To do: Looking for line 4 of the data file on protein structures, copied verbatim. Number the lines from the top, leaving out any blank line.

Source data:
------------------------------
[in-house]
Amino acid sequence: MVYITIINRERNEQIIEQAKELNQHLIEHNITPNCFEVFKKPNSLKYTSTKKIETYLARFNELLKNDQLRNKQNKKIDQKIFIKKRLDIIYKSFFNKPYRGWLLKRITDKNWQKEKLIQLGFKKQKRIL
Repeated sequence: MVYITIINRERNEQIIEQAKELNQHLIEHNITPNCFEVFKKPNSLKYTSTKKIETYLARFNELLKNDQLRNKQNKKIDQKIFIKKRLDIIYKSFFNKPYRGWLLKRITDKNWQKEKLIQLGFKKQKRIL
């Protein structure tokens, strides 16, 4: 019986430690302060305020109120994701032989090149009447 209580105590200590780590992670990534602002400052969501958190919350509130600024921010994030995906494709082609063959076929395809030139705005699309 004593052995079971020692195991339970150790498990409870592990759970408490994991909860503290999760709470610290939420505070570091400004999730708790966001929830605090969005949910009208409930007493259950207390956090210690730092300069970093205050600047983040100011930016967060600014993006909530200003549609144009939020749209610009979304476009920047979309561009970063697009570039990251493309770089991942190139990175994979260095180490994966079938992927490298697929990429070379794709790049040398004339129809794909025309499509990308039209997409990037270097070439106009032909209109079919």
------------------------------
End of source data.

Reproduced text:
């Protein structure tokens, strides 16, 4: 019986430690302060305020109120994701032989090149009447 209580105590200590780590992670990534602002400052969501958190919350509130600024921010994030995906494709082609063959076929395809030139705005699309 004593052995079971020692195991339970150790498990409870592990759970408490994991909860503290999760709470610290939420505070570091400004999730708790966001929830605090969005949910009208409930007493259950207390956090210690730092300069970093205050600047983040100011930016967060600014993006909530200003549609144009939020749209610009979304476009920047979309561009970063697009570039990251493309770089991942190139990175994979260095180490994966079938992927490298697929990429070379794709790049040398004339129809794909025309499509990308039209997409990037270097070439106009032909209109079919």